Arsenal and their ‘War Chest’
After a long and difficult season, Arsenal have one or two remaining financial uncertainties. The biggest of these is the outcome of their FA cup final against Chelsea on August 1st. Win at Wembley, and European football will provide a welcome boost to Arsenal’s coffers, whilst defeat would mean a significant decrease in revenue and as a result a reduced transfer budget. But how greatly do the two endings to Arsenal’s season differ? After examining the club’s projected profits and losses for this season, this article will explore both eventualities, and how much Mikel Arteta, Edu, and Raul Sanhelli and co. will be able to spend to improve the squad going forward this summer.
According to the fantastic twitter account and financial experts @SwissRamble, Arsenal at present face a loss of £37m for the 2019/20 season. Much of this is due to the effects of Coronavirus. It constitutes a £13m loss of matchday income and around £19m due to Television rebates, as well as other losses as a result of commercial opportunities missed.
Added to this is Arsenal’s early exit from the UEFA Europa League at the hands of Olympiakos. Last season’s Europa League run netted the club £40m and contributed to the signings of Kieran Tierney, Nicolas Pepe, and David Luiz. How else their finances will be affected is entirely dependent on the final two games of the season
Route 1: Winning the FA Cup
Victory against Chelsea on August 1st will net Arsenal considerable prize money, as well as granting them passage back into the Europa League. The winner of the game receives £3.6m, whilst the runner up receives £1.8m. Getting out of the Europa League Group Stage could net the club a further £6m in prize money alone, before TV revenue and potential match-day income are taken into account.
An FA cup win, therefore, will not only add some silverware to aid Arteta’s rebuild, but also net Arsenal a minimum of £10m in prize money, which could be added to the transfer budget or equates to almost £200,000 per week into the wage budget. This will be offset by a change to the terms of the Arsenal squad’s wage reductions agreed during lockdown, which would cost the club up to £12m by comparison to not making it into the Europa League. However, as the 2018/19 season demonstrated, a semi-successful run in the competition can yield significant financial benefits that would more than outweigh this.
Route 2: League Finish:
Another financial component to consider is Arsenal’s potential finish. Victory against Watford on Sunday would, with results in their favour, allow Arsenal to finish as high as eighth place. In this position, they would stand to lose £5.4m less than their current tenth-placed finish. This, combined with an FA Cup win represents the least financially disastrous outcome for the Gunners therefore. A combination of these two factors will see the loss in TV Revenue at just £8m, whilst the prize money will stand at £10m from cup and European adventures.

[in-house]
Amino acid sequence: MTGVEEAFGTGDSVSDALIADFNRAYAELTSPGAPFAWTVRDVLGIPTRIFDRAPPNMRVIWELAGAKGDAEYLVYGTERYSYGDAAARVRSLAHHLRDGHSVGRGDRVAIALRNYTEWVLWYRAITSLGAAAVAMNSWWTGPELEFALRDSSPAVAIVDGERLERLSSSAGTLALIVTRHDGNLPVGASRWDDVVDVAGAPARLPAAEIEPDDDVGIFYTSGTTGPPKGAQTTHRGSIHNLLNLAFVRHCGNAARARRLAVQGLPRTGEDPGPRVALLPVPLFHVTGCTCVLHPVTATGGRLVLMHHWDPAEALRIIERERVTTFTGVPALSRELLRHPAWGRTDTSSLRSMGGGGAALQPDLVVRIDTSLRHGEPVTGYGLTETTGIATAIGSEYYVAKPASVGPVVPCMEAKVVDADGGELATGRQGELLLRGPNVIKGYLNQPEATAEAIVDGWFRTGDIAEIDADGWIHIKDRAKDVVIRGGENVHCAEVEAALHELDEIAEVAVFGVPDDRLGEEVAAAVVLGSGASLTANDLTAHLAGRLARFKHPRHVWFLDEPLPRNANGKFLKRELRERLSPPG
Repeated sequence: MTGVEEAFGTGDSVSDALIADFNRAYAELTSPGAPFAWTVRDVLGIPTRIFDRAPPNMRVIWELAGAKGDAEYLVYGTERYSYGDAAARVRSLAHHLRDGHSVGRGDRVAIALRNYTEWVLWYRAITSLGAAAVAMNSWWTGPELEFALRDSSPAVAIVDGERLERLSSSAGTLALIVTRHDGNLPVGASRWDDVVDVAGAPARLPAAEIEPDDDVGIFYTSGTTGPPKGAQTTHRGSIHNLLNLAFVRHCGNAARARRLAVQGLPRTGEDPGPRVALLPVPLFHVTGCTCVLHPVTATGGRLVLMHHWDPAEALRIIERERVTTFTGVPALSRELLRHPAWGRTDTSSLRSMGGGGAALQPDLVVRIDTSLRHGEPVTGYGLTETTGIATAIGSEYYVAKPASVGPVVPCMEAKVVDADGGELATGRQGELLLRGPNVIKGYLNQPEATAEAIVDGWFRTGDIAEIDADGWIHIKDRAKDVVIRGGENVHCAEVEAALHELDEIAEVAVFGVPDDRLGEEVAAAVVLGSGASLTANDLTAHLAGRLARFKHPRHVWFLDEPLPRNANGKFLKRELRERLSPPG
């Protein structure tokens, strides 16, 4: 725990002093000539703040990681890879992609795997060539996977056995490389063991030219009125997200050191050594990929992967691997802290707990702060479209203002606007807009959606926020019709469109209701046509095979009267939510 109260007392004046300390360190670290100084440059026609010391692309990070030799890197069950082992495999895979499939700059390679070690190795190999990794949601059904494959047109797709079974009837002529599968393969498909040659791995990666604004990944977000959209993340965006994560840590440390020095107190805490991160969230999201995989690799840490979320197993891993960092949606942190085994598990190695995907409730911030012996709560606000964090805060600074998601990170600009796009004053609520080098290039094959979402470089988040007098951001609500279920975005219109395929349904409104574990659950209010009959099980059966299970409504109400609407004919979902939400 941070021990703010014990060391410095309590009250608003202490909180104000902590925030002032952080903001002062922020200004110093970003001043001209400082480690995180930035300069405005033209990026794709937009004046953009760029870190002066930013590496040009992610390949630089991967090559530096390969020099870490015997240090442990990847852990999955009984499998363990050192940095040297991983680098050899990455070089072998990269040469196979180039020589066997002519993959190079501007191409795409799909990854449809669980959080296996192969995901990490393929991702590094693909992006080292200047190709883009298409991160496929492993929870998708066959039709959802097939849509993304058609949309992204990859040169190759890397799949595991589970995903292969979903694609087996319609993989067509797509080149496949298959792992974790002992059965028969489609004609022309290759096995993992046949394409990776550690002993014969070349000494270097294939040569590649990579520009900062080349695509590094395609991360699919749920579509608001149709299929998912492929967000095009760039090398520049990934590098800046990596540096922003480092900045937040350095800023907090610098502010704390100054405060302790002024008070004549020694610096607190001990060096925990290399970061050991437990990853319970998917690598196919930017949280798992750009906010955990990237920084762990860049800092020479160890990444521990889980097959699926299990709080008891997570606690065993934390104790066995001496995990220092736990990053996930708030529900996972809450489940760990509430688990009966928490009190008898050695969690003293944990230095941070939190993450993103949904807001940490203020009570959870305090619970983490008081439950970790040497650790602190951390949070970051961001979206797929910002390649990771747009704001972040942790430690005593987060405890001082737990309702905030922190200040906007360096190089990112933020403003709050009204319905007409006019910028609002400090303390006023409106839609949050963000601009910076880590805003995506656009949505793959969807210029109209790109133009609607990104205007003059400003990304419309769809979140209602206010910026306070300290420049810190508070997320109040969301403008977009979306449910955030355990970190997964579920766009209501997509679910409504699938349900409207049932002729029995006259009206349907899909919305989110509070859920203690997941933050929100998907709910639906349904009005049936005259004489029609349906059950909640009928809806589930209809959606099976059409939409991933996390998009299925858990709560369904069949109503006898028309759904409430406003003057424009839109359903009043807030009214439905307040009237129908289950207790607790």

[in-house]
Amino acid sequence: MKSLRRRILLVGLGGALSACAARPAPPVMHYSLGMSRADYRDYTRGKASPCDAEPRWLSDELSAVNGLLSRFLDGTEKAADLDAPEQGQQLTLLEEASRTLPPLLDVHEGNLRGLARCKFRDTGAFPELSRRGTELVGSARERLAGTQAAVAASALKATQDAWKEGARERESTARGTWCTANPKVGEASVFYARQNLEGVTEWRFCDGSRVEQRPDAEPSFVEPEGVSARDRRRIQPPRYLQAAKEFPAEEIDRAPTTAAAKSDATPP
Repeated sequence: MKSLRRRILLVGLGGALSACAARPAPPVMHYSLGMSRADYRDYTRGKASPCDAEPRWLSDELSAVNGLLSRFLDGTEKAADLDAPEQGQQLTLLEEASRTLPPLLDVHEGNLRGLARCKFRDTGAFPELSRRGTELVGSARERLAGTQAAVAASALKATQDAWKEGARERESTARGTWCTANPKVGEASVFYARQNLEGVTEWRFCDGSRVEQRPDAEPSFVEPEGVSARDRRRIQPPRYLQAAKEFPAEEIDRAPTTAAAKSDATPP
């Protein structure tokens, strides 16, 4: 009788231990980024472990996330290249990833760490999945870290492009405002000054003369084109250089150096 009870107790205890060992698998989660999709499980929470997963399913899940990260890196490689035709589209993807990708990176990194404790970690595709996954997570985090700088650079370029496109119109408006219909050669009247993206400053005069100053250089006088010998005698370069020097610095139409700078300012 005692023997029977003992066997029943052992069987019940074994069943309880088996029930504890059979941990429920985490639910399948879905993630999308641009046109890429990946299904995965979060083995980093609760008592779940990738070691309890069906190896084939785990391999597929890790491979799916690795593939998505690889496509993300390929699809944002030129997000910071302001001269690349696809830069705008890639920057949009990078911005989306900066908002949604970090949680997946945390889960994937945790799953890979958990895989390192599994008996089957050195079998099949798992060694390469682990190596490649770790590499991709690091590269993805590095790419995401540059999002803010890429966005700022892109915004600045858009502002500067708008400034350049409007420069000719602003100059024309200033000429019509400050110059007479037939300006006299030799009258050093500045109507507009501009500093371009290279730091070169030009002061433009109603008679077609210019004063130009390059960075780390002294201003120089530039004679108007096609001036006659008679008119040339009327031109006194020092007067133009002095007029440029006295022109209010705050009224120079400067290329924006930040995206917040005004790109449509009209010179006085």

Of course, it is unclear to what extent any money gained by the club will be available for transfers in this unprecedented financial situation. Arsenal have already committed money to renewing the contracts of youth prospects Bukayo Saka and Gabriel Martinelli, which according to reports will add a total of £47,000 per week, approximately £2.5m per year, to Arsenal’s wage bill.
David Luiz’s new contract included a ‘significant’ deduction to his £120,000 per week wages, but this was offset by the signings of Cedric Soares and Pablo Mari on permanent deals. There is hope equally that Pierre-Emerick Aubameyang will sign a new contract, rumoured to be close to £250,000 per week, which would represent an increase of £2.6m per year to Arsenal’s wage bill. With these additions, much will rely on player sales, therefore.
Henrikh Mkhitaryan’s move to Roma has freed up £10m on Arsenal’s wage budget, whilst there is hope that the club will be able to move on Sokratis and Sead Kolasinac, who both earn over £100,000 per week. They also aim to perhaps even come to an agreement with Mesut Ozil, although at present this looks incredibly unlikely.
Like most clubs in the world, Arsenal stand to make a loss this season as a result of the Coronavirus pandemic. How much of a loss this is depends entirely on their final two games of the season, and whether the North London club can find their way back into the Europa League next season. It does not seem that the club will have a ‘war chest’, something that Arsenal fans are used to hearing. Much of the finance will have to be owner-driven or raised through sales, perhaps why there is so much speculation about the futures of the likes of Matteo Guendouzi and Ainsley Maitland-Niles, two of Arsenal’s most valuable assets. This is a summer of hope for the club, but it is necessary to set realistic expectations, and hope to be pleasantly surprised.